- The Washington Times - Saturday, November 22, 2008

Catholic Charities broke ground Friday on an ambitious public-private housing project that will provide 178 high-quality apartments to low- and moderate-income families. Some of the apartments will be set aside for formerly homeless people emerging from transitional housing.

Ed Orzechowski, president and chief executive officer of Catholic Charities, said he was pleased that in the midst of an economic and financial crisis, the charity was able to begin construction for the project, which is on the grounds of St. Martin of Tours Parish at 116 T St. NE.

“We’re considering this the miracle at St. Martins, because with all of the economic and financial challenges this city has endured, it’s truly a miracle what we were able to accomplish,” he said.

Of the 178 units, at least 50 will be reserved for formerly homeless people who are earning no more than 30 percent of Washington area’s median income, or about $20,000 a year. The rest will be available to families earning no more than 60 percent of the median income, or about $50,000 a year.

The project is scheduled to be completed by 2010.

Mayor Adrian M. Fenty and Ward 5 D.C. Council member Harry Thomas Jr., both Democrats, attended the ceremony along with Washington Archbishop Donald W. Wuerl.

“It’s a real sign of vitality in these days and times to have low-income residents in this project. The passion for building affordable housing is high and we should celebrate meeting the high demands of D.C. residents,” said Mr. Fenty, who has made affordable housing a priority of his administration. His ambitious “Housing First” program placed about 400 homeless people into government subsidized housing units this year, with another 400 people scheduled to be moved sometime next year.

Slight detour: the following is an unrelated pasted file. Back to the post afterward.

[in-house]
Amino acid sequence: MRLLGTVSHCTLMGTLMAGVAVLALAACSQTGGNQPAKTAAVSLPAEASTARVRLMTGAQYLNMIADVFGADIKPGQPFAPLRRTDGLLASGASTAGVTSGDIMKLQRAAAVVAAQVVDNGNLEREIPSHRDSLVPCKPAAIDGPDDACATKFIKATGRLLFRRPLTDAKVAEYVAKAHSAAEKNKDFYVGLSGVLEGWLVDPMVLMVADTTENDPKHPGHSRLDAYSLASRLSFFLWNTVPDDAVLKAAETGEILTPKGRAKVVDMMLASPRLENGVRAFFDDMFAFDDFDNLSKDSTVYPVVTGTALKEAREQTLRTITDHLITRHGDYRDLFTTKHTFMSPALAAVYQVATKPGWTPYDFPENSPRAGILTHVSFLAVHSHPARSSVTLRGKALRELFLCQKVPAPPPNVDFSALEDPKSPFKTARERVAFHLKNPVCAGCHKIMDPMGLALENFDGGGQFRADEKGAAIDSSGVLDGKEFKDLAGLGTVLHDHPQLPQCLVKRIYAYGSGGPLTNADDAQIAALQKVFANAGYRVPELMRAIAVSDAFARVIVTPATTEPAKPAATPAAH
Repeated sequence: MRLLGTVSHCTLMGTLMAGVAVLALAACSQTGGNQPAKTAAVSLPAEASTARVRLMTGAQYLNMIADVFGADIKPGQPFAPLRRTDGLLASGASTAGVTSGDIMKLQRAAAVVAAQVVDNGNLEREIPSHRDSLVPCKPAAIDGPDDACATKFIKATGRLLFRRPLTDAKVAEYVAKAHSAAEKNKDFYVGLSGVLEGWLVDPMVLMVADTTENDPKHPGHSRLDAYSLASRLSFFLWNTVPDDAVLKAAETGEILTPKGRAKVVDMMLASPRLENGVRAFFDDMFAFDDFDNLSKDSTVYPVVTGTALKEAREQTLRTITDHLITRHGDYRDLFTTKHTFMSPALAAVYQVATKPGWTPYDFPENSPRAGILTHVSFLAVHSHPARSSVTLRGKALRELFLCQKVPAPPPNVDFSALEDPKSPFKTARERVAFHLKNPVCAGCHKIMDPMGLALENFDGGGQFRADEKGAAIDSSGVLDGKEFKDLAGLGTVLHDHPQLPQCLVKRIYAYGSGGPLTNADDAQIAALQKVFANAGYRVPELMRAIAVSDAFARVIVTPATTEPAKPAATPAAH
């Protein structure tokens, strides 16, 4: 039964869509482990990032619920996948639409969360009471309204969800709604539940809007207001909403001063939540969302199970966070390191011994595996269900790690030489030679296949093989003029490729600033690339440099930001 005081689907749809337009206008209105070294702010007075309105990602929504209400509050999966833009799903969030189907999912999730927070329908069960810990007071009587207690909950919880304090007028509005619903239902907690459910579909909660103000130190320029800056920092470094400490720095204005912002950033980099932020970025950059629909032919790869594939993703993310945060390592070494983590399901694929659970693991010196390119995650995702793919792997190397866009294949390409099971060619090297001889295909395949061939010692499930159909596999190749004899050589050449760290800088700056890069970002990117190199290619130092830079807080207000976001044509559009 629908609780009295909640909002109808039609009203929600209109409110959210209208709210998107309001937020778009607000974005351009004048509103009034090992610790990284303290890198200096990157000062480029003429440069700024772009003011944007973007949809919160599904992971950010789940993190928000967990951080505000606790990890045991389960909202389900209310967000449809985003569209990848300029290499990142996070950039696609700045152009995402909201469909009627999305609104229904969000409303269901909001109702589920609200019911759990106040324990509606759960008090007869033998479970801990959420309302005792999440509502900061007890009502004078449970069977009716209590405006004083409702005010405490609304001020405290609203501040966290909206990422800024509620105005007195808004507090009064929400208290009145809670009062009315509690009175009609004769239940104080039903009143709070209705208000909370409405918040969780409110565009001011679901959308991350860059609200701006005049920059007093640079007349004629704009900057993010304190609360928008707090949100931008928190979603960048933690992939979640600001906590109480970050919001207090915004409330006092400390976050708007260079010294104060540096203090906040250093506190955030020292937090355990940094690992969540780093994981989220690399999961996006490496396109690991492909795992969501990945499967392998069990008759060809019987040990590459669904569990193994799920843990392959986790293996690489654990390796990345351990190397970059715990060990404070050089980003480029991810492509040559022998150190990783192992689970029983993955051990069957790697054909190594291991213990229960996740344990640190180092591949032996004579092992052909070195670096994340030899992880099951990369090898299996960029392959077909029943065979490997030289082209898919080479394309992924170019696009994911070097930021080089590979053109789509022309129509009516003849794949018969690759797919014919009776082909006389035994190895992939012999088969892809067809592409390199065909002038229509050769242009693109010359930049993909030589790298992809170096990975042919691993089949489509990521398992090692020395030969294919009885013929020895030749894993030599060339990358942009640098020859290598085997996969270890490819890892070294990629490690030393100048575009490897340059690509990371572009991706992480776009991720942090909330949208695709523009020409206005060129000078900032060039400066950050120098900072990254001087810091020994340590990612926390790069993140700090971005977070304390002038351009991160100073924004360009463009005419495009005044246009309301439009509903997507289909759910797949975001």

Mr. Thomas, who represents the area of the project, thanked the mayor and the rest of the surrounding community for supporting Catholic Charities in creating the project.

“Everyone in the community needs to understand that our responsibility as a community is to afford opportunity,” he said.

Archbishop Weurl related the construction of St. Martin’s apartments to the story of St. Martin himself, who cut his own military cloak in half to share it with a beggar.

“The one who had the means simply had to share those means, and isn’t that what we’re doing today?” he said.

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